Danny boy rises to the challenge. "I am going into painting," he begins, causing several inter-party eyebrows to rise "And decorating. Turkey wanking."
"Gaz's uncle is a turkey wanker." Why do they need to be wanked?
"Nah, he just used to kill them."
Turkey wanking could be the name of the sequel to Trainspotting. Ah yes. films.
Stephen Spielberg wanted to make a film about Supergrass but, as with dear Ronald they said no.
"I think it was the wrong time for us to do it," Mickey offers. It would have been a great way to break America though. The perfect way. Supergrass and a popcorn. They would have been having breakfast with Clinton. Or at least Rev Jessie Jackson. "Well, nobody has really heard of us in America," says Danny. "We would have been like Spielberg's little English band."
What do you think of Americans?, asks a dick with a Dictaphone.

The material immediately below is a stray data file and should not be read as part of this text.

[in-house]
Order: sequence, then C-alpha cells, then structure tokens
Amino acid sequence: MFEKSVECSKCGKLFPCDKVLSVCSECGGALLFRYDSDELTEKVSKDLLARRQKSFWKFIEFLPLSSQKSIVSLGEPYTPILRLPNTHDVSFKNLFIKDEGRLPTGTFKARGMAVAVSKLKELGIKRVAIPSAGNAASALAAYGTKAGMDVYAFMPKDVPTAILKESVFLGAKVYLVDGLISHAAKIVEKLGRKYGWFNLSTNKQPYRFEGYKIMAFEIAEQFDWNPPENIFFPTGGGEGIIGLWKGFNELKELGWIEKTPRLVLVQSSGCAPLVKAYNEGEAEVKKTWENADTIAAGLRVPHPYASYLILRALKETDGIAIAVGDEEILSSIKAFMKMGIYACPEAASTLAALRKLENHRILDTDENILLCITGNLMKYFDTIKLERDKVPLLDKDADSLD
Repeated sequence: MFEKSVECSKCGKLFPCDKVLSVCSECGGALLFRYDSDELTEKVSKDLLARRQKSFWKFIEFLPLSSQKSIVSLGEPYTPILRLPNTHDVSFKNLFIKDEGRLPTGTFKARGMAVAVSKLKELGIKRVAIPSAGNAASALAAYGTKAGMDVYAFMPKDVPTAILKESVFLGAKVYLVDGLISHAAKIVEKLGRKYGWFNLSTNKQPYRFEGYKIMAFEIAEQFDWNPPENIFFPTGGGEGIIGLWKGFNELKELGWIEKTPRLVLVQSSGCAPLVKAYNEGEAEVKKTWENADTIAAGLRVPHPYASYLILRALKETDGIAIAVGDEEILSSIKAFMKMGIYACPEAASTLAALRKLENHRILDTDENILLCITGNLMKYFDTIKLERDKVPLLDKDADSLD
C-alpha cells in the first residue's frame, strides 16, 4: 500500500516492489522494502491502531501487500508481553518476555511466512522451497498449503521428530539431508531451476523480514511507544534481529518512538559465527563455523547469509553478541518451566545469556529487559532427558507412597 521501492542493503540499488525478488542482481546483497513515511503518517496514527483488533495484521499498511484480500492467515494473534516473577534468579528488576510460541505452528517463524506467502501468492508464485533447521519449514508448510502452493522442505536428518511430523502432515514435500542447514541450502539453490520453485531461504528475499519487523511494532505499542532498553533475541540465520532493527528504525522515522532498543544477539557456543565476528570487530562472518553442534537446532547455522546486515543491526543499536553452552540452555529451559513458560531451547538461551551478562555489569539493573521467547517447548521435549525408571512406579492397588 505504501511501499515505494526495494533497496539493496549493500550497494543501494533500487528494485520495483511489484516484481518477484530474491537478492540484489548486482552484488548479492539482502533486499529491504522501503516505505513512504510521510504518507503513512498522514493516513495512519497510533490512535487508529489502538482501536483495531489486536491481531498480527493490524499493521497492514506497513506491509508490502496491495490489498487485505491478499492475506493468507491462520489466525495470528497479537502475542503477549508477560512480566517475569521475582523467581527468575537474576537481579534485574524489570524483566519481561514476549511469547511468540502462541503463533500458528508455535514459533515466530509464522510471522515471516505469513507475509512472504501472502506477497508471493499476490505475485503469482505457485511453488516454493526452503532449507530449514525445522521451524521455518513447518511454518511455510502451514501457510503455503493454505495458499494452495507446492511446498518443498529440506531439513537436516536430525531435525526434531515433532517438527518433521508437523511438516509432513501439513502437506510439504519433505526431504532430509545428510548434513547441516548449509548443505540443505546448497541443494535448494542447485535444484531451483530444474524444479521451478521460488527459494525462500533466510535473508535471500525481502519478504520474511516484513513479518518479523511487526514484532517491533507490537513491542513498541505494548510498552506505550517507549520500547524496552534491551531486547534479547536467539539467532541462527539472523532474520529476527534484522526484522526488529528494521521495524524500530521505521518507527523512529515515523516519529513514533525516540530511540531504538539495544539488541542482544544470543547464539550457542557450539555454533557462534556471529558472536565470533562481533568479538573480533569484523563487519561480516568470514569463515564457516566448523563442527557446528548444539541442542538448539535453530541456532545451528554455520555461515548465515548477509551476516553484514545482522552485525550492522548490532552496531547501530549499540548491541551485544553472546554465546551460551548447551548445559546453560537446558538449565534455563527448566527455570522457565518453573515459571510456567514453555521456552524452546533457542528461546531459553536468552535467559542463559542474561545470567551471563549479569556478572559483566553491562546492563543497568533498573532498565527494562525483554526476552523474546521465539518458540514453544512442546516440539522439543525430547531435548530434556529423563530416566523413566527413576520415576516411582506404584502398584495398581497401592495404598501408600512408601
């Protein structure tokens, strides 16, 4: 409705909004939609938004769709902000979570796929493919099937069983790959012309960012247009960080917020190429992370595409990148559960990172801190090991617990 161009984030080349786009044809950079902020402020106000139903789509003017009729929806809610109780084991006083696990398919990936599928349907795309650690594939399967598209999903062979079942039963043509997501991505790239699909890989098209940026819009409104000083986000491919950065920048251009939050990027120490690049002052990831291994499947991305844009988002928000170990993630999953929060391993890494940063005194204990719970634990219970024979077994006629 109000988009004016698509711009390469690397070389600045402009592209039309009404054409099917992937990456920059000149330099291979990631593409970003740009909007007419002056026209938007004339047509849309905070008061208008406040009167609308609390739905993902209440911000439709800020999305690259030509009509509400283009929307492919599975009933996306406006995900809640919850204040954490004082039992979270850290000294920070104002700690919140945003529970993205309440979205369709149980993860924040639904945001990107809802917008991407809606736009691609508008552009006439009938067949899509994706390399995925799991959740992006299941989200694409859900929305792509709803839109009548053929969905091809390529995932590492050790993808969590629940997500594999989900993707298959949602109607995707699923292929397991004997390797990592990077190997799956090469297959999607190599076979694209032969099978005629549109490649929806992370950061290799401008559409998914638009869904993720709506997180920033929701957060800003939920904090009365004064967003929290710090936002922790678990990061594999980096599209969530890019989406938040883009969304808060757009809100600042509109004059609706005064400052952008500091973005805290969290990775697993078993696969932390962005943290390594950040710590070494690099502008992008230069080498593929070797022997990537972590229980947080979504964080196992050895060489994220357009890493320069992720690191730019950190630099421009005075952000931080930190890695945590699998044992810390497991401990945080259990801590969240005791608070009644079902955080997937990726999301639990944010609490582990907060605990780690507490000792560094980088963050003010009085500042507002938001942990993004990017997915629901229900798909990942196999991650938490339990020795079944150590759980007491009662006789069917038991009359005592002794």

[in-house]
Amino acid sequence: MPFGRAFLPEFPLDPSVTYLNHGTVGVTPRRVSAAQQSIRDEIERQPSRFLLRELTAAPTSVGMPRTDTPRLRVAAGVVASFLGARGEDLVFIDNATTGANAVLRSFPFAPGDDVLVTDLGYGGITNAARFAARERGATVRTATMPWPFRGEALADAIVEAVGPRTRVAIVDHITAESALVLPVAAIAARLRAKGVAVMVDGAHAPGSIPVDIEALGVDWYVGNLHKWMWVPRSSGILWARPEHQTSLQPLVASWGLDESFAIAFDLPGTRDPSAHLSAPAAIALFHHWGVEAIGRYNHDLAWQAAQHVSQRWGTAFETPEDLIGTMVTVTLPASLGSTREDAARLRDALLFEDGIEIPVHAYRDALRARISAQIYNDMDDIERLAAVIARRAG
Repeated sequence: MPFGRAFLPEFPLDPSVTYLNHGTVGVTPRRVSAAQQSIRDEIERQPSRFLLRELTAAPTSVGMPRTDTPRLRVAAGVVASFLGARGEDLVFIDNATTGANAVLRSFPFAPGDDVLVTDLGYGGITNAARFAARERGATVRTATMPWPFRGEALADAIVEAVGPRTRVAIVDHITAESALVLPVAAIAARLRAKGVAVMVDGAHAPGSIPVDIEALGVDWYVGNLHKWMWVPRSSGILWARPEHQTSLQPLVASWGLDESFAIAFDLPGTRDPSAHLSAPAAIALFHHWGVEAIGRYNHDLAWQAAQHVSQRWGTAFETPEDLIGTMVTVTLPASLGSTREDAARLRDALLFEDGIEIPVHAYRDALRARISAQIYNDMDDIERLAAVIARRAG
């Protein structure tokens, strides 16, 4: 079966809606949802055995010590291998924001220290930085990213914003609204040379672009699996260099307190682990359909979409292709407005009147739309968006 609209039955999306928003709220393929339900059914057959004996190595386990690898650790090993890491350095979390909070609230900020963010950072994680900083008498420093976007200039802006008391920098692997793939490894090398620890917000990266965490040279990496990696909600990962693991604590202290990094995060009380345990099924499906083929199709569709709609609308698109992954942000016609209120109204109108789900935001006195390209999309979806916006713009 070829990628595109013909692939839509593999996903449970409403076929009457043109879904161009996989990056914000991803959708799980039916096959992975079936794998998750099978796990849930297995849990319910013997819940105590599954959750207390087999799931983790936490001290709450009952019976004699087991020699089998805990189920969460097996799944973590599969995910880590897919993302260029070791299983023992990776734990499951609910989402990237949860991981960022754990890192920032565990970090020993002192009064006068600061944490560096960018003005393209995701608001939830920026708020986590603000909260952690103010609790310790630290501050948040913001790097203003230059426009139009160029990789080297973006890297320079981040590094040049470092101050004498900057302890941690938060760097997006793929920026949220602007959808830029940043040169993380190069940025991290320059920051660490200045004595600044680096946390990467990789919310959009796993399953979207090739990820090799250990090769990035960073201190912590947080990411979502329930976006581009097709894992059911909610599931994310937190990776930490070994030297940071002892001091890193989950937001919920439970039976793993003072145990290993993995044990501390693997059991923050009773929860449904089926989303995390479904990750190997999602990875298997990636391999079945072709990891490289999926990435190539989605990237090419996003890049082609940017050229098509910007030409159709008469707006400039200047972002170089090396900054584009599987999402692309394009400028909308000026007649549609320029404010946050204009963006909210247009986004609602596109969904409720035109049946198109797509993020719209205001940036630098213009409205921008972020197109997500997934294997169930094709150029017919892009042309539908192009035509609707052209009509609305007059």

"We met a few nice ones," says Gaz. Danny says he likes Nicholas Cage and Mickey asks him, "You know him quite well then?"
"Well, I haven't actually met him, but I'm sure he is really nice. It tends to do your head in that country as a whole. But the people are pretty full on."
As the press conference draws to a close, amongst requests for the band to sign Knickers and AIDS awareness ribbons, someone asks a penetrating and downright serious question about the late Diana, Princess of Wales.
Danny slyly replies, "Are you saying she was in it for the money?"
Blank - February 1998